You will also appreciate that the two agents were aware of the timing of the email. They certainly could sign the COA since they would be in a good position to testify in terms of “delivery”. Bill could also complete the COA, effective the time it was received by his agent Mary. However, that would likely be hearsay.

Who should sign the COA?

The person who knows for sure that step 2 took place. Mostly, that will be Bill. Mary could sign the COA. She could look at her phone to see the time of Bob’s telephone conversation which would be 7:42 pm,

Is the COA part of the Contract?

No, it’s simply an evidentiary statement.

What if the COA is not signed?

Nothing happens, we still have a contract. We just need to figure out the starting time. However, it may not be crucial if the deposit was already delivered with the Offer (herewith).

What are we looking for?

The wording for the Seller is as follows:

          “I, the Undersigned Seller, agree to the above offer.”

It’s this provision which binds them to the deal, as long as we have gone through step 2.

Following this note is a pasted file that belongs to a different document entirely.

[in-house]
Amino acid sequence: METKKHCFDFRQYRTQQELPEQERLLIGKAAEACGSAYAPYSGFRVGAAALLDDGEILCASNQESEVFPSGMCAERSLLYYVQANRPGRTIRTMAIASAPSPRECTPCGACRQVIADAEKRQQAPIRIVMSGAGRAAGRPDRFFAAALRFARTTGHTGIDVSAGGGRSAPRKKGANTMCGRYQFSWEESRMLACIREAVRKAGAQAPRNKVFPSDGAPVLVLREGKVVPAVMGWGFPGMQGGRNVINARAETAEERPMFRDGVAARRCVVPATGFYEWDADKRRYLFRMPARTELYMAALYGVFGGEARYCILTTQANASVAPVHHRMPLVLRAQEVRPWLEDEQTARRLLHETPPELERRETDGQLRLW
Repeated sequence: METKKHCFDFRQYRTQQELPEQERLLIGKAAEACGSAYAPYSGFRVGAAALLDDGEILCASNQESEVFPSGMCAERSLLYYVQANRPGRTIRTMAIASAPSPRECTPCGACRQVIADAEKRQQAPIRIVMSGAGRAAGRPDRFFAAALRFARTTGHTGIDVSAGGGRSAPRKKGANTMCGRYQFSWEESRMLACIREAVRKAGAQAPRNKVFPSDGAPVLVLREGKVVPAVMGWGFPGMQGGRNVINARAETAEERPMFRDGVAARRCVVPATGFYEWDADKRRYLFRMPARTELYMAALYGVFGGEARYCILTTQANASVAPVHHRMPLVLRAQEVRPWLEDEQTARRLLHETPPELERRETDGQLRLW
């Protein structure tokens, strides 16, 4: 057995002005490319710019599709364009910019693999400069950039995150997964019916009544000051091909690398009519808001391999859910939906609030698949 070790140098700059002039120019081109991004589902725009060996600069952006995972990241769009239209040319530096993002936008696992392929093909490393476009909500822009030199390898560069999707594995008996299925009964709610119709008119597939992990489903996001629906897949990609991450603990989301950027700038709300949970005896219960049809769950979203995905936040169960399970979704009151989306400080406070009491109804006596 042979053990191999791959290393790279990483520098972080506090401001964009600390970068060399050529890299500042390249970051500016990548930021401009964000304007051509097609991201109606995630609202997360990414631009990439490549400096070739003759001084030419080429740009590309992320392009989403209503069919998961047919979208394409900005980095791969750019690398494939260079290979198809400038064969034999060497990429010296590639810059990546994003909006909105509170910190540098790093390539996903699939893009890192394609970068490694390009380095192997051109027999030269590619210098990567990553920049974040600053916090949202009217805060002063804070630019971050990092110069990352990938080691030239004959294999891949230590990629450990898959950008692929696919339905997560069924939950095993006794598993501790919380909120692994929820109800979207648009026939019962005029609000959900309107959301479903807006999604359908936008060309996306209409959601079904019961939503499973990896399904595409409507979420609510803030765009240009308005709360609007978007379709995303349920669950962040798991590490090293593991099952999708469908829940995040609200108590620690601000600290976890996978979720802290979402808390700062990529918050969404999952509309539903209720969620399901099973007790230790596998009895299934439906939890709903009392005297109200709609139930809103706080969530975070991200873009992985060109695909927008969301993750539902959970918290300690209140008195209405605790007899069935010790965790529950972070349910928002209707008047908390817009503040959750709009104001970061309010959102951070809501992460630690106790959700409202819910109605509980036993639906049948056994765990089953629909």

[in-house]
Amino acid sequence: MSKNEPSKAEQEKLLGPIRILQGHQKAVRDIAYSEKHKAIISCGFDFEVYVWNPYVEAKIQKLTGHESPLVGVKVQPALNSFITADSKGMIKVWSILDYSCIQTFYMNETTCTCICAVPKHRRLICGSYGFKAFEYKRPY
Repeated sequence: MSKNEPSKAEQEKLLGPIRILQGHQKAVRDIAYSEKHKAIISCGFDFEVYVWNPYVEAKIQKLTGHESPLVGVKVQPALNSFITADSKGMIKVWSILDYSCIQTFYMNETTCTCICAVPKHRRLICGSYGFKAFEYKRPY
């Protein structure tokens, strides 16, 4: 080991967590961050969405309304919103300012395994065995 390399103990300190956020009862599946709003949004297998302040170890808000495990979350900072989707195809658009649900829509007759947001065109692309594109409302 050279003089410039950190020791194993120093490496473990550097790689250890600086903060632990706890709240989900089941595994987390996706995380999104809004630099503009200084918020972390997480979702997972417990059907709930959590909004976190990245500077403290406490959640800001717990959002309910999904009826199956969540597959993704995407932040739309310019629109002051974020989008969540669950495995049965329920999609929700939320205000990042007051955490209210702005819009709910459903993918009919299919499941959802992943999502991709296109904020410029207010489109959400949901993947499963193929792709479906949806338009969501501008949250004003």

This is the statement which will be signed by both parties:

“I acknowledge receipt of my signed copy of this accepted Agreement of Purchase and Sale and I authorize the Brokerage to forward a copy to my lawyer.”

This statement is nice, but not necessary. In fact, it could easily by signed weeks after the start of the contract.

Other Jurisdictions

Rarely, is there a document similar to the COA.

Thousands of Years of Contract History

We have had contracts relating to the sale of land for thousands of years, and there was no COA until 2008. Those deals still got closed!

Brian Madigan LL.B., Broker

Tagged with: confirmation of acceptance signing sealing delivering communicating execution orea form ontario law
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Brian Madigan LL.B. Broker

RE/MAX West Realty Inc. Brokerage

Independently owned and operated

96 Rexdale Blvd. , Toronto Ontario,

Phone: 416-745-2300